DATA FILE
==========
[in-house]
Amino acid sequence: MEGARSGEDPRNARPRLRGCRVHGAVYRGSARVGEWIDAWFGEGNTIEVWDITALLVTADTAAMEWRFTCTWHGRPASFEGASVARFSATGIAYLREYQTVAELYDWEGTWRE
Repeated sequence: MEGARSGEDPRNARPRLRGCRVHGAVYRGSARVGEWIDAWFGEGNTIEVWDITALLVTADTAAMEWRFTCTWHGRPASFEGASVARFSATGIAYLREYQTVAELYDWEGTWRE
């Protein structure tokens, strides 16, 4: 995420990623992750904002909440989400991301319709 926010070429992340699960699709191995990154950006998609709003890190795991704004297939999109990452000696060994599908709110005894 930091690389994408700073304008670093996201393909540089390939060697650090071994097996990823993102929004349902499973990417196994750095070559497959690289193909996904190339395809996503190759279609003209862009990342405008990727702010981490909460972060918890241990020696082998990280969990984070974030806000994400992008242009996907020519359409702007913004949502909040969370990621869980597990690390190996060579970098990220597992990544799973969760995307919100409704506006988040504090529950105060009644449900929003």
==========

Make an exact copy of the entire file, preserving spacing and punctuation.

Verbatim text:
[in-house]
Amino acid sequence: MEGARSGEDPRNARPRLRGCRVHGAVYRGSARVGEWIDAWFGEGNTIEVWDITALLVTADTAAMEWRFTCTWHGRPASFEGASVARFSATGIAYLREYQTVAELYDWEGTWRE
Repeated sequence: MEGARSGEDPRNARPRLRGCRVHGAVYRGSARVGEWIDAWFGEGNTIEVWDITALLVTADTAAMEWRFTCTWHGRPASFEGASVARFSATGIAYLREYQTVAELYDWEGTWRE
């Protein structure tokens, strides 16, 4: 995420990623992750904002909440989400991301319709 926010070429992340699960699709191995990154950006998609709003890190795991704004297939999109990452000696060994599908709110005894 930091690389994408700073304008670093996201393909540089390939060697650090071994097996990823993102929004349902499973990417196994750095070559497959690289193909996904190339395809996503190759279609003209862009990342405008990727702010981490909460972060918890241990020696082998990280969990984070974030806000994400992008242009996907020519359409702007913004949502909040969370990621869980597990690390190996060579970098990220597992990544799973969760995307919100409704506006988040504090529950105060009644449900929003």